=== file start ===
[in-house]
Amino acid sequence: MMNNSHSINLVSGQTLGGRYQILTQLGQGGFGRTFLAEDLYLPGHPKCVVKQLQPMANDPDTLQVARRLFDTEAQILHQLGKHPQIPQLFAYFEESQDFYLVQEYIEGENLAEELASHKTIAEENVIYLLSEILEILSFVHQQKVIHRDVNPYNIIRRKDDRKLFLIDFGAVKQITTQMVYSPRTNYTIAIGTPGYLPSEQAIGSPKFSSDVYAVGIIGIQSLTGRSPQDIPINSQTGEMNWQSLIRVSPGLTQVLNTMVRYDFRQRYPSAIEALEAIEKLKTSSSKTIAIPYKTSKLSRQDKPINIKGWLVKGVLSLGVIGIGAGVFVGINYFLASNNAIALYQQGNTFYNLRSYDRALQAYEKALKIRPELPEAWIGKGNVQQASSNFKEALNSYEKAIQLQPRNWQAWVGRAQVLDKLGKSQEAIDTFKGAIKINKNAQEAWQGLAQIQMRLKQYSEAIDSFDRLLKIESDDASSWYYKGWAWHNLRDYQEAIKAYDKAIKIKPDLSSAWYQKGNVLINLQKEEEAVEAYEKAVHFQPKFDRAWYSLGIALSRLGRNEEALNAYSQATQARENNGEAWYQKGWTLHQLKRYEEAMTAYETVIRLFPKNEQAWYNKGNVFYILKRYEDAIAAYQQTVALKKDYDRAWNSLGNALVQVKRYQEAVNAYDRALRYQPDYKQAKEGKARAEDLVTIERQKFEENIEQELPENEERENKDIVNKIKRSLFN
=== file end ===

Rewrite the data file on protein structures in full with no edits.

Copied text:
[in-house]
Amino acid sequence: MMNNSHSINLVSGQTLGGRYQILTQLGQGGFGRTFLAEDLYLPGHPKCVVKQLQPMANDPDTLQVARRLFDTEAQILHQLGKHPQIPQLFAYFEESQDFYLVQEYIEGENLAEELASHKTIAEENVIYLLSEILEILSFVHQQKVIHRDVNPYNIIRRKDDRKLFLIDFGAVKQITTQMVYSPRTNYTIAIGTPGYLPSEQAIGSPKFSSDVYAVGIIGIQSLTGRSPQDIPINSQTGEMNWQSLIRVSPGLTQVLNTMVRYDFRQRYPSAIEALEAIEKLKTSSSKTIAIPYKTSKLSRQDKPINIKGWLVKGVLSLGVIGIGAGVFVGINYFLASNNAIALYQQGNTFYNLRSYDRALQAYEKALKIRPELPEAWIGKGNVQQASSNFKEALNSYEKAIQLQPRNWQAWVGRAQVLDKLGKSQEAIDTFKGAIKINKNAQEAWQGLAQIQMRLKQYSEAIDSFDRLLKIESDDASSWYYKGWAWHNLRDYQEAIKAYDKAIKIKPDLSSAWYQKGNVLINLQKEEEAVEAYEKAVHFQPKFDRAWYSLGIALSRLGRNEEALNAYSQATQARENNGEAWYQKGWTLHQLKRYEEAMTAYETVIRLFPKNEQAWYNKGNVFYILKRYEDAIAAYQQTVALKKDYDRAWNSLGNALVQVKRYQEAVNAYDRALRYQPDYKQAKEGKARAEDLVTIERQKFEENIEQELPENEERENKDIVNKIKRSLFN